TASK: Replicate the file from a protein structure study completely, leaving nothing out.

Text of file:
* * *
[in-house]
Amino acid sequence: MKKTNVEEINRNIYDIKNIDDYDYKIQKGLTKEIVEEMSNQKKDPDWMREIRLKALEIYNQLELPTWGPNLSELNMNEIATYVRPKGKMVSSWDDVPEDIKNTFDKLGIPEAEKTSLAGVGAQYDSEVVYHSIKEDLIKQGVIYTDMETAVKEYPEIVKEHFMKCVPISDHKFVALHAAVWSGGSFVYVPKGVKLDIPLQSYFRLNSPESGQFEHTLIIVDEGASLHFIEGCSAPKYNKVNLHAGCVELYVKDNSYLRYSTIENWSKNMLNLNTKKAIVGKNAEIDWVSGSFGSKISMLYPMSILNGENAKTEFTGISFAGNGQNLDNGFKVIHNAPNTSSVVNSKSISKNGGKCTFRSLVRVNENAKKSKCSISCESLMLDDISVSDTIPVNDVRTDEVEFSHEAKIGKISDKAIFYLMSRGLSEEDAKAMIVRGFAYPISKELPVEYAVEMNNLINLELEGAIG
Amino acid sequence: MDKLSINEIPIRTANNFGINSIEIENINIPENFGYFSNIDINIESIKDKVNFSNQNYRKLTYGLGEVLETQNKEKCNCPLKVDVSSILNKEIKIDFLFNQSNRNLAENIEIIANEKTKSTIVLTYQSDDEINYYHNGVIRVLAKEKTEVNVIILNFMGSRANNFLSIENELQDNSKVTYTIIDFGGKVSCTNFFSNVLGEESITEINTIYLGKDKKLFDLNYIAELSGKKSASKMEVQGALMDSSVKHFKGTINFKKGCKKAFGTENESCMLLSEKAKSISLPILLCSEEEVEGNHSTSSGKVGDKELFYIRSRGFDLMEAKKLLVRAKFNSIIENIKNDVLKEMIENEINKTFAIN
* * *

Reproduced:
[in-house]
Amino acid sequence: MKKTNVEEINRNIYDIKNIDDYDYKIQKGLTKEIVEEMSNQKKDPDWMREIRLKALEIYNQLELPTWGPNLSELNMNEIATYVRPKGKMVSSWDDVPEDIKNTFDKLGIPEAEKTSLAGVGAQYDSEVVYHSIKEDLIKQGVIYTDMETAVKEYPEIVKEHFMKCVPISDHKFVALHAAVWSGGSFVYVPKGVKLDIPLQSYFRLNSPESGQFEHTLIIVDEGASLHFIEGCSAPKYNKVNLHAGCVELYVKDNSYLRYSTIENWSKNMLNLNTKKAIVGKNAEIDWVSGSFGSKISMLYPMSILNGENAKTEFTGISFAGNGQNLDNGFKVIHNAPNTSSVVNSKSISKNGGKCTFRSLVRVNENAKKSKCSISCESLMLDDISVSDTIPVNDVRTDEVEFSHEAKIGKISDKAIFYLMSRGLSEEDAKAMIVRGFAYPISKELPVEYAVEMNNLINLELEGAIG
Amino acid sequence: MDKLSINEIPIRTANNFGINSIEIENINIPENFGYFSNIDINIESIKDKVNFSNQNYRKLTYGLGEVLETQNKEKCNCPLKVDVSSILNKEIKIDFLFNQSNRNLAENIEIIANEKTKSTIVLTYQSDDEINYYHNGVIRVLAKEKTEVNVIILNFMGSRANNFLSIENELQDNSKVTYTIIDFGGKVSCTNFFSNVLGEESITEINTIYLGKDKKLFDLNYIAELSGKKSASKMEVQGALMDSSVKHFKGTINFKKGCKKAFGTENESCMLLSEKAKSISLPILLCSEEEVEGNHSTSSGKVGDKELFYIRSRGFDLMEAKKLLVRAKFNSIIENIKNDVLKEMIENEINKTFAIN